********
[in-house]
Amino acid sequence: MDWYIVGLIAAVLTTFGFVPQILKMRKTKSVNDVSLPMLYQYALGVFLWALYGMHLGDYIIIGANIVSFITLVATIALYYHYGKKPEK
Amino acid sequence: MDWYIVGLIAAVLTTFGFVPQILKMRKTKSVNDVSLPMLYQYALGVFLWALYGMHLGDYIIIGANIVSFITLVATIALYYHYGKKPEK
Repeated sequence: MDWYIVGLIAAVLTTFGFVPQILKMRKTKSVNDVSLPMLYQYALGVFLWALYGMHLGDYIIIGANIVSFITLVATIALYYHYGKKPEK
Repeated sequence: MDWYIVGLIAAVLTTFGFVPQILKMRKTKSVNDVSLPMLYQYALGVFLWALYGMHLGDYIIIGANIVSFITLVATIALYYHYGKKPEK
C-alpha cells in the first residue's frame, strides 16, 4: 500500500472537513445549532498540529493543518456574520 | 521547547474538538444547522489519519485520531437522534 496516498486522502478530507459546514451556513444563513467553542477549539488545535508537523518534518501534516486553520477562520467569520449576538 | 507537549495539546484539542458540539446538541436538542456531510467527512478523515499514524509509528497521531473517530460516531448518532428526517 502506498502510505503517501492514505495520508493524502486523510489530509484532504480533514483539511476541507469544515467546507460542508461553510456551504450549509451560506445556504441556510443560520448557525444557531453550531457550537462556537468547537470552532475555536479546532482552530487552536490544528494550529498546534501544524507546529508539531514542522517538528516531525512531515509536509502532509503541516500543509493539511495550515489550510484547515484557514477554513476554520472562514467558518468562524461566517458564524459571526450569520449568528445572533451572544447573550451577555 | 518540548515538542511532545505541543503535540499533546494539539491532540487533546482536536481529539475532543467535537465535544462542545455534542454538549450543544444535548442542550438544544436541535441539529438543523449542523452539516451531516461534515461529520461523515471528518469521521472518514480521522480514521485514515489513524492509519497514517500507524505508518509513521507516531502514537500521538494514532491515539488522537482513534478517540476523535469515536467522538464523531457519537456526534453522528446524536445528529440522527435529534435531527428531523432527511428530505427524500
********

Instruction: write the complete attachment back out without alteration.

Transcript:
[in-house]
Amino acid sequence: MDWYIVGLIAAVLTTFGFVPQILKMRKTKSVNDVSLPMLYQYALGVFLWALYGMHLGDYIIIGANIVSFITLVATIALYYHYGKKPEK
Amino acid sequence: MDWYIVGLIAAVLTTFGFVPQILKMRKTKSVNDVSLPMLYQYALGVFLWALYGMHLGDYIIIGANIVSFITLVATIALYYHYGKKPEK
Repeated sequence: MDWYIVGLIAAVLTTFGFVPQILKMRKTKSVNDVSLPMLYQYALGVFLWALYGMHLGDYIIIGANIVSFITLVATIALYYHYGKKPEK
Repeated sequence: MDWYIVGLIAAVLTTFGFVPQILKMRKTKSVNDVSLPMLYQYALGVFLWALYGMHLGDYIIIGANIVSFITLVATIALYYHYGKKPEK
C-alpha cells in the first residue's frame, strides 16, 4: 500500500472537513445549532498540529493543518456574520 | 521547547474538538444547522489519519485520531437522534 496516498486522502478530507459546514451556513444563513467553542477549539488545535508537523518534518501534516486553520477562520467569520449576538 | 507537549495539546484539542458540539446538541436538542456531510467527512478523515499514524509509528497521531473517530460516531448518532428526517 502506498502510505503517501492514505495520508493524502486523510489530509484532504480533514483539511476541507469544515467546507460542508461553510456551504450549509451560506445556504441556510443560520448557525444557531453550531457550537462556537468547537470552532475555536479546532482552530487552536490544528494550529498546534501544524507546529508539531514542522517538528516531525512531515509536509502532509503541516500543509493539511495550515489550510484547515484557514477554513476554520472562514467558518468562524461566517458564524459571526450569520449568528445572533451572544447573550451577555 | 518540548515538542511532545505541543503535540499533546494539539491532540487533546482536536481529539475532543467535537465535544462542545455534542454538549450543544444535548442542550438544544436541535441539529438543523449542523452539516451531516461534515461529520461523515471528518469521521472518514480521522480514521485514515489513524492509519497514517500507524505508518509513521507516531502514537500521538494514532491515539488522537482513534478517540476523535469515536467522538464523531457519537456526534453522528446524536445528529440522527435529534435531527428531523432527511428530505427524500